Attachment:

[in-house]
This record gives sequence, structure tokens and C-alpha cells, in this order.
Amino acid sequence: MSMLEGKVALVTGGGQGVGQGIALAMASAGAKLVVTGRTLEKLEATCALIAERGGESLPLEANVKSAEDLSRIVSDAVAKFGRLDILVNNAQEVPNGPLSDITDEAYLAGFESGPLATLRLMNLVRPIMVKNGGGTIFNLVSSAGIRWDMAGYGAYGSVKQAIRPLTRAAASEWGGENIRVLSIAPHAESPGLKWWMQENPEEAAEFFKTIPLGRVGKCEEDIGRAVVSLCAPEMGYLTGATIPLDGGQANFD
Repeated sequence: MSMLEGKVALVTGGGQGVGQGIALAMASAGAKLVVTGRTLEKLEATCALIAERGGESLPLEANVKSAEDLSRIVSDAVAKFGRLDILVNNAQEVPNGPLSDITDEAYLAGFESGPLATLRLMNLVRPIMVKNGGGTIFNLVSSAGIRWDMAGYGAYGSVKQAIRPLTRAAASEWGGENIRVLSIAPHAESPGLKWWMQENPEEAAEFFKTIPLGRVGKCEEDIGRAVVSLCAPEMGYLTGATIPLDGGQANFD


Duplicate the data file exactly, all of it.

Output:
[in-house]
This record gives sequence, structure tokens and C-alpha cells, in this order.
Amino acid sequence: MSMLEGKVALVTGGGQGVGQGIALAMASAGAKLVVTGRTLEKLEATCALIAERGGESLPLEANVKSAEDLSRIVSDAVAKFGRLDILVNNAQEVPNGPLSDITDEAYLAGFESGPLATLRLMNLVRPIMVKNGGGTIFNLVSSAGIRWDMAGYGAYGSVKQAIRPLTRAAASEWGGENIRVLSIAPHAESPGLKWWMQENPEEAAEFFKTIPLGRVGKCEEDIGRAVVSLCAPEMGYLTGATIPLDGGQANFD
Repeated sequence: MSMLEGKVALVTGGGQGVGQGIALAMASAGAKLVVTGRTLEKLEATCALIAERGGESLPLEANVKSAEDLSRIVSDAVAKFGRLDILVNNAQEVPNGPLSDITDEAYLAGFESGPLATLRLMNLVRPIMVKNGGGTIFNLVSSAGIRWDMAGYGAYGSVKQAIRPLTRAAASEWGGENIRVLSIAPHAESPGLKWWMQENPEEAAEFFKTIPLGRVGKCEEDIGRAVVSLCAPEMGYLTGATIPLDGGQANFD